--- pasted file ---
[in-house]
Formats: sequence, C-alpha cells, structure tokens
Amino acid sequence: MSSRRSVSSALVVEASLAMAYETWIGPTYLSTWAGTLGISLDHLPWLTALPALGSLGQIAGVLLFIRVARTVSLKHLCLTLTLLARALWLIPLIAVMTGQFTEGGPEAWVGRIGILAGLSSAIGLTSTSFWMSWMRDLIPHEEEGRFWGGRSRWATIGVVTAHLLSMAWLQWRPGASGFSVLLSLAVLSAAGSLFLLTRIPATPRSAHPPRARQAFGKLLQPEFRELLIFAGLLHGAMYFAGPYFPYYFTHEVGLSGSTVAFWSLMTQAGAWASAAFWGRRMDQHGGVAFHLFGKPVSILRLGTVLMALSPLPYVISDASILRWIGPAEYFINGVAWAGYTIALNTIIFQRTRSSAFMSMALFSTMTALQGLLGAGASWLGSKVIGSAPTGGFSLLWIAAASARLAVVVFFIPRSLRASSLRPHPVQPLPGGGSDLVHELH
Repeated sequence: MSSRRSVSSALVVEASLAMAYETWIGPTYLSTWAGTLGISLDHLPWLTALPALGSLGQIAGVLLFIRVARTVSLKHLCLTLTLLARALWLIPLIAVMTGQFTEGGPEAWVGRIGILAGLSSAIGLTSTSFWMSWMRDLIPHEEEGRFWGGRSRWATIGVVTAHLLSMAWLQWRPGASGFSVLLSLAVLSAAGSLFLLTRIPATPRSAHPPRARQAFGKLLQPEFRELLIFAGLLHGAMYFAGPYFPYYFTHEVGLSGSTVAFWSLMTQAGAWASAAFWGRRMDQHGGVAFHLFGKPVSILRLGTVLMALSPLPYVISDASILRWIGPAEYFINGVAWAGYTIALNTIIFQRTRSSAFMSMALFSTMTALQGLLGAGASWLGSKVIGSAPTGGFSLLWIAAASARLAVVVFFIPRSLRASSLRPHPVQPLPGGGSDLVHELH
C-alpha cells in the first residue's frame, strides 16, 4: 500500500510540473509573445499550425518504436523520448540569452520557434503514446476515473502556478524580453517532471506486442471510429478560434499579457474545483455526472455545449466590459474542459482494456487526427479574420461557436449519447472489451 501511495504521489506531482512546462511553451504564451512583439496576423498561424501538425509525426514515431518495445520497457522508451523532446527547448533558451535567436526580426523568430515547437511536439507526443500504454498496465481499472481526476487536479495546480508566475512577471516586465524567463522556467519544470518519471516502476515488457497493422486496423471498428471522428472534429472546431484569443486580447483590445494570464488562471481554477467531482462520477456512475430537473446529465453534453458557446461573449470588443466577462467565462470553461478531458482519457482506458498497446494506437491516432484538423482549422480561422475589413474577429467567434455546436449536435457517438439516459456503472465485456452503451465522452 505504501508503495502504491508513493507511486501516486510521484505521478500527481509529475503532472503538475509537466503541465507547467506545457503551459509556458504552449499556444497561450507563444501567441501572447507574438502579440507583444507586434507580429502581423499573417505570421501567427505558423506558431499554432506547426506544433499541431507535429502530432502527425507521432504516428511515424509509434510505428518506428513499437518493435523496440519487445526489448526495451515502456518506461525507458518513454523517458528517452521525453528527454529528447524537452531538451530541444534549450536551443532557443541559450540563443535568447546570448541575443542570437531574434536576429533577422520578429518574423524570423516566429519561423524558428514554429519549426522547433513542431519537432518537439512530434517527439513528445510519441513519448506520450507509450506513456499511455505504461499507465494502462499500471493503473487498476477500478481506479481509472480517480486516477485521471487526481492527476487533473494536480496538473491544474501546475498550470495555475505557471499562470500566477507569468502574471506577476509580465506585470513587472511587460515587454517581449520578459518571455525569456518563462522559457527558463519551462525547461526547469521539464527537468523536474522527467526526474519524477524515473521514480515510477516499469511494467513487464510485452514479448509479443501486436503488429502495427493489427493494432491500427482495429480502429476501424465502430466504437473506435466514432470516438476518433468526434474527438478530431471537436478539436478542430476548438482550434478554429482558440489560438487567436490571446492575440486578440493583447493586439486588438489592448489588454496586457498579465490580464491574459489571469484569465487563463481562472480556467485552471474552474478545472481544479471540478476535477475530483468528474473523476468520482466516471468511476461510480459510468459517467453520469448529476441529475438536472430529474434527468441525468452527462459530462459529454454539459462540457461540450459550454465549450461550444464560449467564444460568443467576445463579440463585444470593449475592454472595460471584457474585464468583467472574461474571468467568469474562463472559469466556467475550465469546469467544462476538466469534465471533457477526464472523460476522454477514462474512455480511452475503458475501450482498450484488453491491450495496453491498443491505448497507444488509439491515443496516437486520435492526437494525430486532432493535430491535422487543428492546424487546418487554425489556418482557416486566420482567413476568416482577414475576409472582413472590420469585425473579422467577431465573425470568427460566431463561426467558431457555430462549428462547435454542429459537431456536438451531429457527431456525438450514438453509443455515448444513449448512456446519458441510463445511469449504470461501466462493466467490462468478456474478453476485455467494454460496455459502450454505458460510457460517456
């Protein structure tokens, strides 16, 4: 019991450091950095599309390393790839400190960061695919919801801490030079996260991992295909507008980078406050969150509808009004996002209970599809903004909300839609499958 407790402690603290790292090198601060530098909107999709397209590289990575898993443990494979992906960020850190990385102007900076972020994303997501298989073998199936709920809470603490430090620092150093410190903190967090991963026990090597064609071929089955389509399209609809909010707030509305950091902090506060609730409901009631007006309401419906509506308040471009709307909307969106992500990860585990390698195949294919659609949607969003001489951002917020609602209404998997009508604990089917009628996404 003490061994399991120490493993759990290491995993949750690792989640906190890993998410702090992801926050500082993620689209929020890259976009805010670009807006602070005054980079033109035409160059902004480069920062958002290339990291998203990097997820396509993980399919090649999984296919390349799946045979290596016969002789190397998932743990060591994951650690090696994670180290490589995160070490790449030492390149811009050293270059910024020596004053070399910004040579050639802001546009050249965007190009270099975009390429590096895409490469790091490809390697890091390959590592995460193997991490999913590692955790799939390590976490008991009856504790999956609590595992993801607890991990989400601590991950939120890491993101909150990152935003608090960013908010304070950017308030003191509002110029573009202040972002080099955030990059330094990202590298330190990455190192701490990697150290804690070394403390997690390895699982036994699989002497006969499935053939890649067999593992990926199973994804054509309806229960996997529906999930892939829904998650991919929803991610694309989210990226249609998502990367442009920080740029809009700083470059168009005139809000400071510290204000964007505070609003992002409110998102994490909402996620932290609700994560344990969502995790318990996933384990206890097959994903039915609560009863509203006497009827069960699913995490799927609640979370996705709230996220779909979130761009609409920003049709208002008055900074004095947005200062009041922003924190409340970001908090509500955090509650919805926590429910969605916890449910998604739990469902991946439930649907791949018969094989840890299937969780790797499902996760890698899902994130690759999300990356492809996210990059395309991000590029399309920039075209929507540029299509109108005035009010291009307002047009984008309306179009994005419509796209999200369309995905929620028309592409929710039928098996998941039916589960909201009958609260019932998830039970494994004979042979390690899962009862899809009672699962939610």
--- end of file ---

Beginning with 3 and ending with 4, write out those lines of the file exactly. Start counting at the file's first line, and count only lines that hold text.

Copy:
Amino acid sequence: MSSRRSVSSALVVEASLAMAYETWIGPTYLSTWAGTLGISLDHLPWLTALPALGSLGQIAGVLLFIRVARTVSLKHLCLTLTLLARALWLIPLIAVMTGQFTEGGPEAWVGRIGILAGLSSAIGLTSTSFWMSWMRDLIPHEEEGRFWGGRSRWATIGVVTAHLLSMAWLQWRPGASGFSVLLSLAVLSAAGSLFLLTRIPATPRSAHPPRARQAFGKLLQPEFRELLIFAGLLHGAMYFAGPYFPYYFTHEVGLSGSTVAFWSLMTQAGAWASAAFWGRRMDQHGGVAFHLFGKPVSILRLGTVLMALSPLPYVISDASILRWIGPAEYFINGVAWAGYTIALNTIIFQRTRSSAFMSMALFSTMTALQGLLGAGASWLGSKVIGSAPTGGFSLLWIAAASARLAVVVFFIPRSLRASSLRPHPVQPLPGGGSDLVHELH
Repeated sequence: MSSRRSVSSALVVEASLAMAYETWIGPTYLSTWAGTLGISLDHLPWLTALPALGSLGQIAGVLLFIRVARTVSLKHLCLTLTLLARALWLIPLIAVMTGQFTEGGPEAWVGRIGILAGLSSAIGLTSTSFWMSWMRDLIPHEEEGRFWGGRSRWATIGVVTAHLLSMAWLQWRPGASGFSVLLSLAVLSAAGSLFLLTRIPATPRSAHPPRARQAFGKLLQPEFRELLIFAGLLHGAMYFAGPYFPYYFTHEVGLSGSTVAFWSLMTQAGAWASAAFWGRRMDQHGGVAFHLFGKPVSILRLGTVLMALSPLPYVISDASILRWIGPAEYFINGVAWAGYTIALNTIIFQRTRSSAFMSMALFSTMTALQGLLGAGASWLGSKVIGSAPTGGFSLLWIAAASARLAVVVFFIPRSLRASSLRPHPVQPLPGGGSDLVHELH